Warmly,
    Brooke

anonymous Apr 2, 2012 10:35pm

Primitive cultures seem more advanced in some ways/ late weaning for example
~Needle via Elephant Facebook

anonymous Apr 2, 2012 10:34pm

April Fools!
~Jenny via Elephant Facebook

anonymous Apr 2, 2012 10:33pm

Nursed all of my babies for over a year and cried like a baby when they were done. Wonderful article.
~Debbie via Elephant Facebook

anonymous Apr 2, 2012 10:32pm

Yes, but eventually won't his beard kind of scratch?…
~Stephen via Elephant Facebook

anonymous Apr 2, 2012 10:31pm

great article.
~Monica via Facebook

anonymous Apr 2, 2012 10:31pm

Mine nursed until 18 months, and she weaned herself… My first I bottle fed, and was an awful experience!
~Angie via Facebook

anonymous Apr 2, 2012 10:15pm

interesting fact – God created breastfeeding. Man created formula.
~Guy via Facebook

anonymous Apr 2, 2012 10:03pm

Great article Brooke, it's something everyone needs to read, so take a moment and educate yourself on birth, breastfeeding and midwiferey.
CK via Facebook

anonymous Apr 2, 2012 9:58pm

Love that piece! Will share with our readers in tomorrows newsletter. 🙂
~Chloe via Twitter

anonymous Apr 2, 2012 3:46pm

those years have long gone in our family but good sound advice…..Next how to deal with disconnected Teenagers or shall we say disconnected Parents….?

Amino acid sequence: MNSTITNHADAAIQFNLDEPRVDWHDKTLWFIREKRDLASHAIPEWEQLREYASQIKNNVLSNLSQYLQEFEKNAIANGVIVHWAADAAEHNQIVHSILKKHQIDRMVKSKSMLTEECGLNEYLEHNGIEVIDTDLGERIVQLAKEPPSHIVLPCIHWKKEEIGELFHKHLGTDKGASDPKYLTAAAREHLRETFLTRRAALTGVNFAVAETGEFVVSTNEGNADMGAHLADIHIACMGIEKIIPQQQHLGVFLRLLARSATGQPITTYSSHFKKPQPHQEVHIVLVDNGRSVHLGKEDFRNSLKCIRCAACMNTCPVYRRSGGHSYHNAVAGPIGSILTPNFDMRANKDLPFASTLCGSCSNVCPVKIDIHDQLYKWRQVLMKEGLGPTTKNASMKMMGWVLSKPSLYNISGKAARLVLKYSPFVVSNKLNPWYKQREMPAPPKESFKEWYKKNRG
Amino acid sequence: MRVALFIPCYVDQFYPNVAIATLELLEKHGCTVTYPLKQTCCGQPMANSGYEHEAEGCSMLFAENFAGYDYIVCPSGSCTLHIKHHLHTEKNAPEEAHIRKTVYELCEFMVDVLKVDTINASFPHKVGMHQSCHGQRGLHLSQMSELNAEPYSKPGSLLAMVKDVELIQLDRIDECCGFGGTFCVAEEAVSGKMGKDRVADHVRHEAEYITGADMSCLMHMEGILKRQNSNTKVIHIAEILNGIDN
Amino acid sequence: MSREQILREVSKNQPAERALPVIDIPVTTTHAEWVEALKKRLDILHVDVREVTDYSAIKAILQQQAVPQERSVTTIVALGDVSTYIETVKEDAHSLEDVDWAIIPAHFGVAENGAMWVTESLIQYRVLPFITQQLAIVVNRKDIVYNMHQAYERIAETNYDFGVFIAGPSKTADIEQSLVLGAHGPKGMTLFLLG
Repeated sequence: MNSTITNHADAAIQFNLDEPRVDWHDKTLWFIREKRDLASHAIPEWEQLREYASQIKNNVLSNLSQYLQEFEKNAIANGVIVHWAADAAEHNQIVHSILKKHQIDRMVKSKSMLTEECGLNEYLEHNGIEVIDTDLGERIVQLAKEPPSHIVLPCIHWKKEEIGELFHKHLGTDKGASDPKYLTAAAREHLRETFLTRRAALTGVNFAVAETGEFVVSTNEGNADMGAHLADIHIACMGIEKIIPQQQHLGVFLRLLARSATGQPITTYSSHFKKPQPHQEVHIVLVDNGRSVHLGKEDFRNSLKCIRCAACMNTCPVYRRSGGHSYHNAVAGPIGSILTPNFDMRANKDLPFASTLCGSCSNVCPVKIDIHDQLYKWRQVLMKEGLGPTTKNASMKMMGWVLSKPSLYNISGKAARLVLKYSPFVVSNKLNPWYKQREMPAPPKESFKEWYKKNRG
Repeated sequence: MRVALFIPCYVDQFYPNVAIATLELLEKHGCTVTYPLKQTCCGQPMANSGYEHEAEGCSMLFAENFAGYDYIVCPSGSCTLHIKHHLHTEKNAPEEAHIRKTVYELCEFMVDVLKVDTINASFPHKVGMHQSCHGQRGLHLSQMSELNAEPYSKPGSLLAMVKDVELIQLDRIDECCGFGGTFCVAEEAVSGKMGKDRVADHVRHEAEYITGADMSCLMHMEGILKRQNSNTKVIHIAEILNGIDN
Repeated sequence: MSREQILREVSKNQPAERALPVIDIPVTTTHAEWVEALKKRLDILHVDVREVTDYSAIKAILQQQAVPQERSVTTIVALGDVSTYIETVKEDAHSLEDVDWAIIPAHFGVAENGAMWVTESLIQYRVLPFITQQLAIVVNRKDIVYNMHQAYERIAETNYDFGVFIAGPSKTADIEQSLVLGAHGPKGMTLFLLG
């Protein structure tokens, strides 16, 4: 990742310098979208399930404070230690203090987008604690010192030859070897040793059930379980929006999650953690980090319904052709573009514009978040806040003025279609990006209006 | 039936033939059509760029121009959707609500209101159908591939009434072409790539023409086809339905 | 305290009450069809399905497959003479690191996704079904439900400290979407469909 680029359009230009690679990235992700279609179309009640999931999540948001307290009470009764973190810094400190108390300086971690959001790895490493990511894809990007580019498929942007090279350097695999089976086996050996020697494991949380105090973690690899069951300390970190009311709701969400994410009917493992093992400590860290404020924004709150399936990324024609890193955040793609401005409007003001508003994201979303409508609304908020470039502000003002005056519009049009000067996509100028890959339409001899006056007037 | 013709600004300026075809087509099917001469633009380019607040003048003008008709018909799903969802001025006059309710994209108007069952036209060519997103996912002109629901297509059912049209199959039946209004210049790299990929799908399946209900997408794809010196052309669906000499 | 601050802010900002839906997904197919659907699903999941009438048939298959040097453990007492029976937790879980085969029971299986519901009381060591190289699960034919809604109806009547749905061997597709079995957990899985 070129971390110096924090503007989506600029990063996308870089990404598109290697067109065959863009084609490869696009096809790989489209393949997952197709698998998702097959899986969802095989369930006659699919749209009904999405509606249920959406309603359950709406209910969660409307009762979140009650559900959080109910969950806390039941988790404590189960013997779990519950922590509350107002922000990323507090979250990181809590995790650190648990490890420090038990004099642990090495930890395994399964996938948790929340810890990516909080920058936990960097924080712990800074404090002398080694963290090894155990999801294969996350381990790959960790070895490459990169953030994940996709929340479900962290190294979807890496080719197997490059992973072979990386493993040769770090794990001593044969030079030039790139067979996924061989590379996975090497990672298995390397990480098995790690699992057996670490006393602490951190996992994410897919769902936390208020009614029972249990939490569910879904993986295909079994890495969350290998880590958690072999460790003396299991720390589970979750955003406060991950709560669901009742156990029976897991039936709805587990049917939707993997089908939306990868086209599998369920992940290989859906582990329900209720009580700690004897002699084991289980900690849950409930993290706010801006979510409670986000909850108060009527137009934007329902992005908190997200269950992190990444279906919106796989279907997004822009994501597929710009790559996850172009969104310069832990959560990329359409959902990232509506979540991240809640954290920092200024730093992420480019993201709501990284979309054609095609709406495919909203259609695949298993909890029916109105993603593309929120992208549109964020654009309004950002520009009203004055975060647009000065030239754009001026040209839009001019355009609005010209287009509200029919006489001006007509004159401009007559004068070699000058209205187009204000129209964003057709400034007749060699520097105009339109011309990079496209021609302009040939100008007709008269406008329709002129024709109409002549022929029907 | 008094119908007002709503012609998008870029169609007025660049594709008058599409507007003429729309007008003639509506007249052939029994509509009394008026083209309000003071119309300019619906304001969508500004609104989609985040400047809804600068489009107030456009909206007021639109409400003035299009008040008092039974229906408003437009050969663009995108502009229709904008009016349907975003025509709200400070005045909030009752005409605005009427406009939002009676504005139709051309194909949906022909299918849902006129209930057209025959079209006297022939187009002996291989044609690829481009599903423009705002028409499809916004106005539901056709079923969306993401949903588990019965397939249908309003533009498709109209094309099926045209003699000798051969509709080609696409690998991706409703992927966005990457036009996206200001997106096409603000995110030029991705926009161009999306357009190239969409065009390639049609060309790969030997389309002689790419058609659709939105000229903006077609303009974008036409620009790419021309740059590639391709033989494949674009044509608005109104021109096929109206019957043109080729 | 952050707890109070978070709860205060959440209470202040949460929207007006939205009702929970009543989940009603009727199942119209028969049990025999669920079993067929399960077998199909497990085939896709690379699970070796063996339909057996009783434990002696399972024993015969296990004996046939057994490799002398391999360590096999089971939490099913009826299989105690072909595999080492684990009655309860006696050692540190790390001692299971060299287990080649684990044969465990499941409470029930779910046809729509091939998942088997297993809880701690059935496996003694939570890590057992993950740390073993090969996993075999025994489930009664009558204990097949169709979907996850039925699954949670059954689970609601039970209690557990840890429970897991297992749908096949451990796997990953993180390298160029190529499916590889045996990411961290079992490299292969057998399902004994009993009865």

~Robert via Facebook

anonymous Apr 2, 2012 3:30pm

Informative and hilarious article by activist-yogini Brooke Kochel!
~Ina via Facebook

anonymous Apr 2, 2012 2:39pm

Thank you Brooke Kochel for sharing the facts and your knowledge. Breastfeeding truly is one of God's "out of the box" creations…In my opinion, God has wit. Well done.
~Charles via Facebook

anonymous Apr 2, 2012 2:38pm

I'm glad I read this through to the last line…I was thoroughly confused.
~Jay via Facebook

Thanks for reading Jay. I bet your armed now with more knowledge about breastfeeding than any man you know!
~Brooke

anonymous Apr 2, 2012 2:35pm

Go Brooke!! You go girl! x
~Evolution Parenting Facebook Page

anonymous Apr 2, 2012 12:55am

I breastfed to nearly five years and it started feeling wierd so I stopped then (even though I would have preferred that it was my child's choice). I'm pretty sure our western sexualised culture had a lot to do with my feelings…plus not seeing anyone else breastfeeding little boys instead of babies

    anonymous Apr 2, 2012 2:32pm

    Thank your for sharing your experience Joanna. Many women are ridiculed for extended breastfeeding even when they are going by the top medical professionals recommendation. I applaud you for going with your natural instincts.

anonymous Apr 1, 2012 11:42pm

First, Thank you for teaching an ignorant person (me) not only the basics of all aspects of nursing and midwifery, but also your experitse and facts on the subject.